2013-10-10 / Nature

Discovering Natural Treasures

By Jack Kelly

A good friend of mine once told me that “95% of life is simply showing up–it’s what you do with the other 5% that is truly important.” Bird watching and other observations of nature follow the same rule because you can’t see the beauty and the majesty of the natural world unless you look for it. Aquidneck Island holds a vast number of destinations that can lead one to a personal and life-enhancing encounter with the sights and sounds of life that exist in our little corner of the world. These magnificent, wild places are just a short distance from anyone’s door. As fall migration along the Atlantic Flyway reaches its crescendo in the next few days, thousands of southbound birds will still be passing through our region.

During a recent walk in the Third Beach and Sachuest Point region, there were examples of the vast diversity in the avian populations that traverse the Newport County airspace. A small flock of 10 tiny birds known as Golden-crowned Kinglets, was foraging in the pine trees that border the Third Beach parking lot. These kinglets breed and nest in boreal and high-mountain forests just below the tundra line in North America, extending from Alaska to Eastern Canada, and winter in forests across the United States.

Jack Kelly, a native Newporter, is a wildlife photographer and nature enthusiast who enjoys sharing his experiences with others. Jack Kelly, a native Newporter, is a wildlife photographer and nature enthusiast who enjoys sharing his experiences with others. The average member of this species is four-inches long and has a wingspan of seven-inches. The bird has a golden crown bordered with black, a pale white line above the eye, and a black eye line. Males have orange feathers within their golden crowns that they raise when agitated. The bird has light gray plumage above and pale white plumage below, as well as a complex wing color pattern of black, white, and gray.

This species forages in small flocks for insects and larvae, often hanging upside down to glean prey from bark, pine cones, and needles. The call of this bird consists of high notes that accelerate and rise in a series of “see” calls.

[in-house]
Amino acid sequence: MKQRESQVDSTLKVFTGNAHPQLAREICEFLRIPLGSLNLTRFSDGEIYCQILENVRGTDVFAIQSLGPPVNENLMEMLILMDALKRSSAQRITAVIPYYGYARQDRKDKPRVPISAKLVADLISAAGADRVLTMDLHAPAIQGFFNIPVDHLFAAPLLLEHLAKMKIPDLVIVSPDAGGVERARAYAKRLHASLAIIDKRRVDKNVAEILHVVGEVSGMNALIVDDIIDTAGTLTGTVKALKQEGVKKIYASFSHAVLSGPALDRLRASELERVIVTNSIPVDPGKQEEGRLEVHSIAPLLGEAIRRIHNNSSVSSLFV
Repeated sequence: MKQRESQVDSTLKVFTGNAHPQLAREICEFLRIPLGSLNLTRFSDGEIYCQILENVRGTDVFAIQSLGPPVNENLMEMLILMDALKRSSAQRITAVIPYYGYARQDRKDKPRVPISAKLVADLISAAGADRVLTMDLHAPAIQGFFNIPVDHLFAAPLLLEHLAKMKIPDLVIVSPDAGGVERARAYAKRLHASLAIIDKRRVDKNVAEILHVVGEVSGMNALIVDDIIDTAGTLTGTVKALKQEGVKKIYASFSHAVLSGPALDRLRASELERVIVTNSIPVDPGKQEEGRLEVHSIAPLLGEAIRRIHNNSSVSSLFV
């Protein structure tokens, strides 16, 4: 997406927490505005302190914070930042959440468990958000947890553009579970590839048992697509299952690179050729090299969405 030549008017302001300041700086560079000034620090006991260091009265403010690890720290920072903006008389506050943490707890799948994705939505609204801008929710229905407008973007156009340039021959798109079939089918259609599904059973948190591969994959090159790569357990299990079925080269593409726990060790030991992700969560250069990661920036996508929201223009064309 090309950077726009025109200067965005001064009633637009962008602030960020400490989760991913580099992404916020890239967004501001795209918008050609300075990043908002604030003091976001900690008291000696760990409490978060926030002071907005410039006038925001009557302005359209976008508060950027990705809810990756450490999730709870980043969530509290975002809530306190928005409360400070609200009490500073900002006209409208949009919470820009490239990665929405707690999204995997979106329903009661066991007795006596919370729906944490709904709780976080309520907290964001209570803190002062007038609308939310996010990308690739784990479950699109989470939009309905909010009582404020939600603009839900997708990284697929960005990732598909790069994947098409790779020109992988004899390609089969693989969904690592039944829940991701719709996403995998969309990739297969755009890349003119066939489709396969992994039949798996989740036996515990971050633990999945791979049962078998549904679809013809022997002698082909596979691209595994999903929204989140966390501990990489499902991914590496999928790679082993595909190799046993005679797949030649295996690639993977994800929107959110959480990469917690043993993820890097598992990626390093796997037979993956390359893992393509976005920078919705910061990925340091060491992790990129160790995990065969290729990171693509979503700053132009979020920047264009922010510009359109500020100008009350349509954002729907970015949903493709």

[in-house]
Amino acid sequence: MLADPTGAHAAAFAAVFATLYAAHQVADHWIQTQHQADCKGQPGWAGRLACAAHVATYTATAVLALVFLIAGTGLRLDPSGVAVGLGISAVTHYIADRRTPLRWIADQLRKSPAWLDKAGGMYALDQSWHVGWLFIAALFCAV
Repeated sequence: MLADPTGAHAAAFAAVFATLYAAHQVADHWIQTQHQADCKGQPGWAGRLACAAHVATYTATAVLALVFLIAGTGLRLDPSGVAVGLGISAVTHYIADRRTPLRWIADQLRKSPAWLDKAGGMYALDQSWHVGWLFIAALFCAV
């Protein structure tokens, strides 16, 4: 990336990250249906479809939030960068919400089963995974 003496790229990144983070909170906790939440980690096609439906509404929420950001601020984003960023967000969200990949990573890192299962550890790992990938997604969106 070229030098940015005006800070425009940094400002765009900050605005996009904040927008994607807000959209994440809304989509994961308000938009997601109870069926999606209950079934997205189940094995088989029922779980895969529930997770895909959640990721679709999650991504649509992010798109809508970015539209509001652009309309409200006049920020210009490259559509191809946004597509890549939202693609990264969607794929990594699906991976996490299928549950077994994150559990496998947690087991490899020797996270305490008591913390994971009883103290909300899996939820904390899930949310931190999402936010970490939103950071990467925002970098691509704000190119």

Another interesting songbird species that was observed in the foliage along the beach was the Yellow-rumped Warbler. It is known colloquially as a “butter butt” because of its yellow rump markings. The average adult is 5.5 inches long with a wingspan of 9.25 inches. It has a black mask, a white throat, yellow sides bordered by black streaks with a bluish tint, and a yellow rump.

This species breeds and nests in the forests of the western United States, Alaska and across Canada. It winters in the southern and eastern United States, Mexico, and Central America. It is versatile in its foraging behavior, seeking insect prey from farm fields, brushy habitats, and treetops. It has a call that is a rich but flat “tchip.”

At the salt marshes adjacent to the beach parking lot, a Turkey Vulture was observed circling the area. This species breeds and nests across the continental United States and southern Canada. In the fall, thousands of these birds migrate south to a variety of wintering grounds, including the mid- Atlantic, Pacific, and Gulf Coasts of the United States, the interior of the southeastern United States, as well as Mexico, Central America, and other destinations in the tropics.

The average adult is 27 inches long and has a wingspan of almost six feet. It has a naked (void of plumage) red head, light-colored bill, brownish-black plumage overall, and pale yellow legs. It has long, upswept wings, which show a silver sheen on the edges and tips, and a long tail.

Turkey Vultures forage by gliding and soaring above the terrain, tilting slowly back and forth, and using their uniquely keen sense of smell to locate carrion, even when it is covered or in dense woods. Its sense of smell is so acute that they can detect the presence of carrion from 100-200 feet in the air. It is said that the Turkey Vulture is one of the ugliest birds in the world and “has a face only a mother could love.”

These species are just a sample of what can be observed in the multitude of habitats across our region. Songbirds, wading birds, seabirds and raptors are passing through Newport County on a daily basis, potentially providing once-in-a-lifetime opportunities to see these miracles of nature. They are waiting to be discovered, enjoyed, and cherished for the wonders that they are.

Note: Due to the prolonged government shut down the Friends of the National Wildlife Refuges fundraiser scheduled for Oct. 26 has had to be canceled. The event will rescheduled at a later date. Anyone who has purchased tickets and would like a refund can visit the refuge gift shop once re-opened.

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